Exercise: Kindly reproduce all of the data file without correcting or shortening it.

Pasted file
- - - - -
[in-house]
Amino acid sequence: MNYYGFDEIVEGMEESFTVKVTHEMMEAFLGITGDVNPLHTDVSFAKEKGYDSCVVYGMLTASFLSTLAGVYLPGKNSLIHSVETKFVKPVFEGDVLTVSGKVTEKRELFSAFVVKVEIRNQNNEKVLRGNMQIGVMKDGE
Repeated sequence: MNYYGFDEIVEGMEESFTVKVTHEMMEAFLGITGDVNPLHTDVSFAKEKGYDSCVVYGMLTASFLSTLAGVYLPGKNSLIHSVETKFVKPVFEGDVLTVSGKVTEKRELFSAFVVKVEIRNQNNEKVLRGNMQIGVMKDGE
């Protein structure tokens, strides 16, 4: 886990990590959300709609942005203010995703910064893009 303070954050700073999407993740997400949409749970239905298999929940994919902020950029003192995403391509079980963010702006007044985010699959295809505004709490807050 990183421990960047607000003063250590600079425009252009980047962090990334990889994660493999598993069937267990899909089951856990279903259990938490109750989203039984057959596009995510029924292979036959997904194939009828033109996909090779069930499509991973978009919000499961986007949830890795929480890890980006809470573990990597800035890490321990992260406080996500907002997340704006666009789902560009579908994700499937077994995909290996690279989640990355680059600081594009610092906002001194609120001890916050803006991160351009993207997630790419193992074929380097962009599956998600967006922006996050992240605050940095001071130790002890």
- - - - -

[in-house]
Amino acid sequence: MNYYGFDEIVEGMEESFTVKVTHEMMEAFLGITGDVNPLHTDVSFAKEKGYDSCVVYGMLTASFLSTLAGVYLPGKNSLIHSVETKFVKPVFEGDVLTVSGKVTEKRELFSAFVVKVEIRNQNNEKVLRGNMQIGVMKDGE
Repeated sequence: MNYYGFDEIVEGMEESFTVKVTHEMMEAFLGITGDVNPLHTDVSFAKEKGYDSCVVYGMLTASFLSTLAGVYLPGKNSLIHSVETKFVKPVFEGDVLTVSGKVTEKRELFSAFVVKVEIRNQNNEKVLRGNMQIGVMKDGE
């Protein structure tokens, strides 16, 4: 886990990590959300709609942005203010995703910064893009 303070954050700073999407993740997400949409749970239905298999929940994919902020950029003192995403391509079980963010702006007044985010699959295809505004709490807050 990183421990960047607000003063250590600079425009252009980047962090990334990889994660493999598993069937267990899909089951856990279903259990938490109750989203039984057959596009995510029924292979036959997904194939009828033109996909090779069930499509991973978009919000499961986007949830890795929480890890980006809470573990990597800035890490321990992260406080996500907002997340704006666009789902560009579908994700499937077994995909290996690279989640990355680059600081594009610092906002001194609120001890916050803006991160351009993207997630790419193992074929380097962009599956998600967006922006996050992240605050940095001071130790002890």